But doing so will reduce your death benefit and result in an opportunity cost for the remainder of your policy money since the insurer, to eliminate its risk, will move an amount equivalent to your withdrawal into a fixed-return account, said Jim Hunt, a life insurance actuary with the Consumer Federation of America who runs a life insurance evaluation service for CFA.
Variable life insurance products also can be expensive, Hunt said. That expense can be reduced, however, if you purchase a policy from a company that doesn't charge commissions, such as USAA Life or Ameritas, he noted.
Put the load on me
If you think you'll be able to foot the bill for college yourself or if you have a very high income and suspect you won't qualify for aid, you'll want to maximize your investment flexibility and tax advantages.
Assuming you've taken care of your retirement savings, Chany recommends you put some money into a custodial account (UGMA/UTMA) since it's a tax-advantaged way to transfer money to a minor -- the account investments may earn a certain amount tax-free every year (up to $750 in 2001) and some or all of the rest of the earnings are taxed at the child's rate. He suggests, however, only putting in enough to earn the tax-free income.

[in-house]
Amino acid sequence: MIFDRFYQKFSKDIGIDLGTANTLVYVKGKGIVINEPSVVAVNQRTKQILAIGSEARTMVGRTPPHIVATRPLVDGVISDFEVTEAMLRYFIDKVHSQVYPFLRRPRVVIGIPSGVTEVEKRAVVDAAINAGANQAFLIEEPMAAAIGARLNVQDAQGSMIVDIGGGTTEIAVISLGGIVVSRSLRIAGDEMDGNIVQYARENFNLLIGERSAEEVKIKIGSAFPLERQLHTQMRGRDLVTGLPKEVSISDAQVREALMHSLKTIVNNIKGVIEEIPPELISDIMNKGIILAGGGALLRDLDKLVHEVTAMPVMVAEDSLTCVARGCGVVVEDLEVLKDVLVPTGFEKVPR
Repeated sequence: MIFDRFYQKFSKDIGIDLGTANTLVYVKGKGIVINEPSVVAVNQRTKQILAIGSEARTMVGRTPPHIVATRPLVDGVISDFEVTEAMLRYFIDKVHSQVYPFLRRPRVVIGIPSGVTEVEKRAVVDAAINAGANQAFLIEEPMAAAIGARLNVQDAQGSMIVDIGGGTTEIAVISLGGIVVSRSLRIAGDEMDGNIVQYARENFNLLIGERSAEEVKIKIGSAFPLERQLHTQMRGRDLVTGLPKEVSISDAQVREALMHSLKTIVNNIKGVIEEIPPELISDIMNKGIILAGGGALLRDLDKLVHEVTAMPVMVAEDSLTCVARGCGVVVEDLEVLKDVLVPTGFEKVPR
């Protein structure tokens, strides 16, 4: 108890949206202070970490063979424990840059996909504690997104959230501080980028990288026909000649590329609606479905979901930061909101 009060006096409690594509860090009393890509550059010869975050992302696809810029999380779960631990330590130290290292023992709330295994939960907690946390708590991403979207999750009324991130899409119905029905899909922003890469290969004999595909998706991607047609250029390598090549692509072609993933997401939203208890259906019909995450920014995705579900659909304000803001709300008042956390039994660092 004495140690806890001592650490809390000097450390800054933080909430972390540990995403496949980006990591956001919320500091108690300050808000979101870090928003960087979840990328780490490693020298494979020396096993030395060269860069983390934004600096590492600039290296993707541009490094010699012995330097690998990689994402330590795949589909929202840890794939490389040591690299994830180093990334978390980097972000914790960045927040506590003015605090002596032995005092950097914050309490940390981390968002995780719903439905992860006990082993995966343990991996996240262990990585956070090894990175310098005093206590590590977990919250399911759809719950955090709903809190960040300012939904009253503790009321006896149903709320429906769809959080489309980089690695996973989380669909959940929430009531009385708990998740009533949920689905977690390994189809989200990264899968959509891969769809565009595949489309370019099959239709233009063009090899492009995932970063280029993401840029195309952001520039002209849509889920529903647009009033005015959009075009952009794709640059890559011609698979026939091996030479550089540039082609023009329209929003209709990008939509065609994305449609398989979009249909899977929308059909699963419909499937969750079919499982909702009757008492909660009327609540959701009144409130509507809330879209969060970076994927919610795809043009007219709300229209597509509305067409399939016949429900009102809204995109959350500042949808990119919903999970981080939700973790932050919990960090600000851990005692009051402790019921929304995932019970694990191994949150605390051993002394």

He then suggests you put $2,000 into a Coverdell Education Savings Account (ESA) each year if you meet the income requirements. Qualified ESA withdrawals are tax-free. And, thanks to the Tax Relief Act of 2001, money from an ESA may now be used for pre-college education expenses, which may come in handy should you send your child to private school.